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The arrival of the bee box….. In 1962 Plath and Hughes decided to take up bee keeping. The primary metaphor in the poem is the Bee Box itself. On one level.

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Presentation on theme: "The arrival of the bee box….. In 1962 Plath and Hughes decided to take up bee keeping. The primary metaphor in the poem is the Bee Box itself. On one level."— Presentation transcript:

1 The arrival of the bee box….. In 1962 Plath and Hughes decided to take up bee keeping. The primary metaphor in the poem is the Bee Box itself. On one level it’s just a box full of bees. On another, deeper level, it may represent Plath’s inner self, her subconscious, her mind. Lots of intense, disturbing imagery suggesting lots of inner angst and turmoil. The box is locked, inaccessible, dangerous, chaotic. She is drawn to and repelled by the box. Plath tries to assert her control over the box / bees, does she succeed? 7 five line stanzas. Follwed by a single, isolated line.

2 Stanzas Straightforward opening – a simple description of the box, Followed immediately by images of death and deformity – and the reference to noise…not the assonant ‘I’ in “din in it”. The box is locked, inaccessible. And what’s inside is “dangerous”. She can’t keep away from it…it fascinates her. There are no windows….This may be a metaphor for her inability to really understand what’s going on inside herself. She is essentially blind to what’s going on inside. Blindness has always been associated with lack of understanding. Next she closely examines the box. She senses the oppressive atmosphere inside. Note the disturbing, dark imagery. She looks into the little grid but can’t actuall see anything, “it’s dark, dark”. Instead she has a vague ‘sense’ of what’s inside. It’s very claustrophobic. Note the repetition of “black” and the deliberate clumsiness of “angrily clambering. The “bees” are aggressive and menacing.

3 Stanzas Plath is horrified most of all by the “noise” inside the box. Does this refer to her own internal chaos? This is often the experience of someone suffering from anxiety or depression. It’s like a Roman mob! Individually managable, but “my god”, collectively terrifying. Note the brilliant “unintelligible syllables” whose sound mimics the very thing being described. Stanza 5 shows the speaker wrestling for ‘control’ over the bees. The din is “furious Latin”. She says she can “send them back” or “let them die”. Is this self-destructive. If the box represents her mind and the bees, her chaotic thoughts, does the death of the bees represent the loss of her mind? Insanity? A series of statements seeking control. (24/25) Then the tone seems to relax a little. She begins to wonder. The imagery is more attractive, less threatening. She thinks about simply opening the box and letting them out, whilst, interestingly, she turns into a tree. The gentler imagery (the laburnum / blond collonades / petticoats of the cherry) masks a darker possibility – turning into a tree may represent loss of personal identity. Becoming a tree, she is no longer a person.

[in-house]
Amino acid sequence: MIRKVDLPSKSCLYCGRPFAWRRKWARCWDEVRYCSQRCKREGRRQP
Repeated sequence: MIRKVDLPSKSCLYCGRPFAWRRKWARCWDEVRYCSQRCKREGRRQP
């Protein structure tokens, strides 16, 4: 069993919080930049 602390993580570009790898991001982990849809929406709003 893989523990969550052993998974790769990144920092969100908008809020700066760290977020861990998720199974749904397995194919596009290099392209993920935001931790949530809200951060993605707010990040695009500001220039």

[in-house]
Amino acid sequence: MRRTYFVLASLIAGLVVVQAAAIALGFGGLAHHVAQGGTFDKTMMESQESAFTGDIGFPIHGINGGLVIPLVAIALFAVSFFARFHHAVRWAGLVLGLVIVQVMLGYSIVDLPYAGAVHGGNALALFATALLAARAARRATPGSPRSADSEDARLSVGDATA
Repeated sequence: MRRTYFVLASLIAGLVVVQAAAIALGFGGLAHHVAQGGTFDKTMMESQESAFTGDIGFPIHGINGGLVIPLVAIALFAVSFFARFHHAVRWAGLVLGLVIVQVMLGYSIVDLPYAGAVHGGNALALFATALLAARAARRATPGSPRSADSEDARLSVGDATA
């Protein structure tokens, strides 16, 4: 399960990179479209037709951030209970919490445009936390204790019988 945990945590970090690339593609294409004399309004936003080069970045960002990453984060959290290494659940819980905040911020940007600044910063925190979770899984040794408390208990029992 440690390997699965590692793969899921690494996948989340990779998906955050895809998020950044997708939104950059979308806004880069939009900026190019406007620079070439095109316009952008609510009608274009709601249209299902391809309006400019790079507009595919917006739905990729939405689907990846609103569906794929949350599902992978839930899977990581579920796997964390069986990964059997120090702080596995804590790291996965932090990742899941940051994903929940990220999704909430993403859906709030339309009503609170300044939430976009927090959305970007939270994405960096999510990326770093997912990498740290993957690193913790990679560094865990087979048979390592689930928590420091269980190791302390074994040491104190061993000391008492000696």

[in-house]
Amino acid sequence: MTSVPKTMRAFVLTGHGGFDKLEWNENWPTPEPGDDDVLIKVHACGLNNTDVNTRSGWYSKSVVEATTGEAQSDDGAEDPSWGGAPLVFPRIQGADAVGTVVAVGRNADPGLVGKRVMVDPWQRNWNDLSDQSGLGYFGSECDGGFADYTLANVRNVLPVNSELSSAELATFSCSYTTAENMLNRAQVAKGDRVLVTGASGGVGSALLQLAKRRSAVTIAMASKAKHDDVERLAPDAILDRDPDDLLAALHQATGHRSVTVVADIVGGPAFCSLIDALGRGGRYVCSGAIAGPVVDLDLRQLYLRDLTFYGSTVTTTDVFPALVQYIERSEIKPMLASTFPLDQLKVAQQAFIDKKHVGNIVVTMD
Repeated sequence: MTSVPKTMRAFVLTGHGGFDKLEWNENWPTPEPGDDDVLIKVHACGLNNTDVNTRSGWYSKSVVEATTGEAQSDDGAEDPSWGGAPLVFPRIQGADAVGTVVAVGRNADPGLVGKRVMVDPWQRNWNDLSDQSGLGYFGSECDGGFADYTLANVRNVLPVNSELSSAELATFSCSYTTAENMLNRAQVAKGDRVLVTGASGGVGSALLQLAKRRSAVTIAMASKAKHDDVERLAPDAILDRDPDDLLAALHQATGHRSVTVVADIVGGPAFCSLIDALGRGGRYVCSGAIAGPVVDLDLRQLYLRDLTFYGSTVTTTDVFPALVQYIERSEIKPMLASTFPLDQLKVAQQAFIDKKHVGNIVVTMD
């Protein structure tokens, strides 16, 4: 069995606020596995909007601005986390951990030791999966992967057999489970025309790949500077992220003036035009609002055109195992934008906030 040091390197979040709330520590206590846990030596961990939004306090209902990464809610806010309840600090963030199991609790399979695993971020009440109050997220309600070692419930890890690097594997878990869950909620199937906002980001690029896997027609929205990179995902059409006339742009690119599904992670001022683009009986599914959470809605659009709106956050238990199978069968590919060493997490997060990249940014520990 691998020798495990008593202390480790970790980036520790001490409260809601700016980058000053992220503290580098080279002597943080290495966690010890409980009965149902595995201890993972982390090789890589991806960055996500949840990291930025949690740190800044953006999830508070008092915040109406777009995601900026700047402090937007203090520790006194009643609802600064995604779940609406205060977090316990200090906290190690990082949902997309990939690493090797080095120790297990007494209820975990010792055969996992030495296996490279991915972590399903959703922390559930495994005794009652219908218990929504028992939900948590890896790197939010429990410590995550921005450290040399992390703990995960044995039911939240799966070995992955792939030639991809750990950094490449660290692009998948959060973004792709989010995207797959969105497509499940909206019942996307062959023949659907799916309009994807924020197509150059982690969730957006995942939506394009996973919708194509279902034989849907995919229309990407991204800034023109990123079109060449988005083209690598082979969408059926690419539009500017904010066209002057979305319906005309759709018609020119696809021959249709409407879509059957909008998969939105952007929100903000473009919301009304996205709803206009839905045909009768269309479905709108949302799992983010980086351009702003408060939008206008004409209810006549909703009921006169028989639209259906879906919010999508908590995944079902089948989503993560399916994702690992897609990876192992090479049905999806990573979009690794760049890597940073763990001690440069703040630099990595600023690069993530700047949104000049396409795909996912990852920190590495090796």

4 Final stanza and last line… Plath continues to reassure herself that all may be well. She reasons that the bees may ignore her because she is “no source of honey”. She is not something, she tells us, that they can feed on. “why (therefore) should they turn on me”. Note the imagery used here…moon suit refers to a bee-keeper’s suit. Funeral veil refers to the special veiled head covering bee keepers wear when attending bees. But why “funeral” veil? Again, the language / imagery suggests the possibility of something darker, more painful at work. She will be “sweet God” and set them free. But what exactly does ‘setting free’ mean. What if we consider that it is God who has power over life and death. The box is only temporary…..could we substitute ‘mind…or….life’ for “box”?

5 Concluding points This poem could be read on a purely literal level. But knowing how everything is symbolised in Plath’s work the box may be regarded as a metaphor for the poet’s unconscious mind and the angry, threatening bees as the dark, destructive aspects of her own personality. This suggest, then, that Plath was both drawn to….and afraid of exploring the depths of her psyche because this wuld involve unleashing the terrible demons that lurked within.


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